An agreement on new federal “reconciliation” legislation unveiled by Senate Majority Leader Chuck Schumer, D-NY, (seen above at right) and Sen. Joe Manchin, D-W. Va., (seen above at left) includes several climate and transportation-related funding measures, with a series of proposed grants and tax credits aimed at boosting equity, alternative vehicle purchases, and environmental review processes for infrastructure projects.
[Above photo by AASHTO]
The 725-page bill – entitled the “Inflation Reduction Act of 2022” – expects to generate $739 billion over 10 years through a combination of corporate tax increases, increased enforcement by the Internal Revenue Service, and drug pricing reform measures.
The legislation proposes to invest $369 billion of those funds in energy and climate change-related measures along with $64 billion to extend Affordable Care Act premium subsidies. An estimated $300 billion of the measure’s funding would go towards federal deficit reduction.
The bill as currently proposed will first be reviewed the Senate’s parliamentarian to conform with budget reconciliation legislation requirements – the so-called “Byrd Rule,” named after the late Sen. Robert Byrd, D-W. Va. – and could be voted on by the Senate next week, with the House following suit shortly thereafter.
Key elements of the bill of interest to state departments of transportation starts on page 699 of the proposed bill text:
- Section 60501: Neighborhood Access and Equity Grant Program. The entire program receives $3 billion for its various initiatives. It provides $1.893 billion at 80 percent federal share to “improve walkability, safety, and affordable transportation access through construction of projects that are context-sensitive” including removal of facilities similar to the Reconnecting Communities Pilot Program within the $1.2 trillion Infrastructure Investment and Jobs Act or IIJA enacted in November 2021. It also provides $1.11 billion at 100 percent federal share for similar activities as above, but specifically to economically disadvantaged communities with a community benefits agreement, anti-displacement policy, and local hiring plan, along with $42 million for technical assistance from the Federal Highway Administration. A key factor in this section is that funding cannot be used for “a project for additional through travel lanes for single-occupant passenger vehicles.”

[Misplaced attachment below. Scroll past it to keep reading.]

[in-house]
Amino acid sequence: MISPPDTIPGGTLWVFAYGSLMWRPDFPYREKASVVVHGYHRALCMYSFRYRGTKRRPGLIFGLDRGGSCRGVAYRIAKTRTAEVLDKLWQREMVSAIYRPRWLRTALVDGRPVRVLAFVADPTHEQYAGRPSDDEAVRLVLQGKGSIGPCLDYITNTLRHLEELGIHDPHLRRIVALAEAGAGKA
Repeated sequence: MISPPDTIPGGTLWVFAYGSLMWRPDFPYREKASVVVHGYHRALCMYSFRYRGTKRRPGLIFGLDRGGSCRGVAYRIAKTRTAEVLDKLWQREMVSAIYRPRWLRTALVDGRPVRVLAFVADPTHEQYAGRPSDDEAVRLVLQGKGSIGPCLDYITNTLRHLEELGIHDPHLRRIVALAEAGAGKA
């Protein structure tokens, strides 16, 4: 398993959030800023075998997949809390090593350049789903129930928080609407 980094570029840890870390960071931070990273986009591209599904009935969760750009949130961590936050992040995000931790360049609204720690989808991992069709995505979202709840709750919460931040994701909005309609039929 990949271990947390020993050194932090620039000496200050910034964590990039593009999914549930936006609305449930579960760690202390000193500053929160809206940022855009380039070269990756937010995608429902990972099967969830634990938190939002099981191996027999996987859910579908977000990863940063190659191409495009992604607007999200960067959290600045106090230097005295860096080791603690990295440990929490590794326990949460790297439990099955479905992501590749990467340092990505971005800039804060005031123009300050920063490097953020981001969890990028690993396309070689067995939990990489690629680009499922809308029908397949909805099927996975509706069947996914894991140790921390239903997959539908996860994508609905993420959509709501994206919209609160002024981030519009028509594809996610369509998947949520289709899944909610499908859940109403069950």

- Section 60505: Environmental Review Implementation Funds. Provides $100 million “for the purpose of facilitating the development and review of documents for the environmental review process for proposed projects” such as guidance, technical assistance, templates, training, or tools to facilitate an efficient and effective environmental review process for surface transportation projects. That includes any FHWA administrative expenses to conduct such activities. That funding also aims to build capacity of eligible entities and facilitate the environmental review process for proposed projects, including administrative expenses.
- Section 60506: Low-carbon Transportation Materials Grants. Provides $2 billion “to reimburse or provide incentives to eligible recipients for the use of low-embodied carbon construction materials and products in projects,” including FHWA administrative expenses. FHWA may also reimburse non-federal partners for the increased incremental cost of using low-carbon material relative to traditional materials as well as provide an incentive payment of two percent of the cost of using low-carbon materials. However, the reimbursement or incentive cannot cause the federal share to exceed 100 percent and, again, disallows funding for “projects that result in additional through travel lanes for single occupant passenger vehicles.”
Several sections of the proposed bill also bump up fiscal support for alternative vehicles, such as:
- Section 13401: Clean Vehicle Credit (Page 366)
- Section 40007: Alternative Fuel and Low-emission Aviation Technology Program (Page 566)
- Section 60101: Clean Heavy-duty Vehicles (Page 650)
- Section 60102: Grants to Reduce Air Pollution at Ports (Page 653)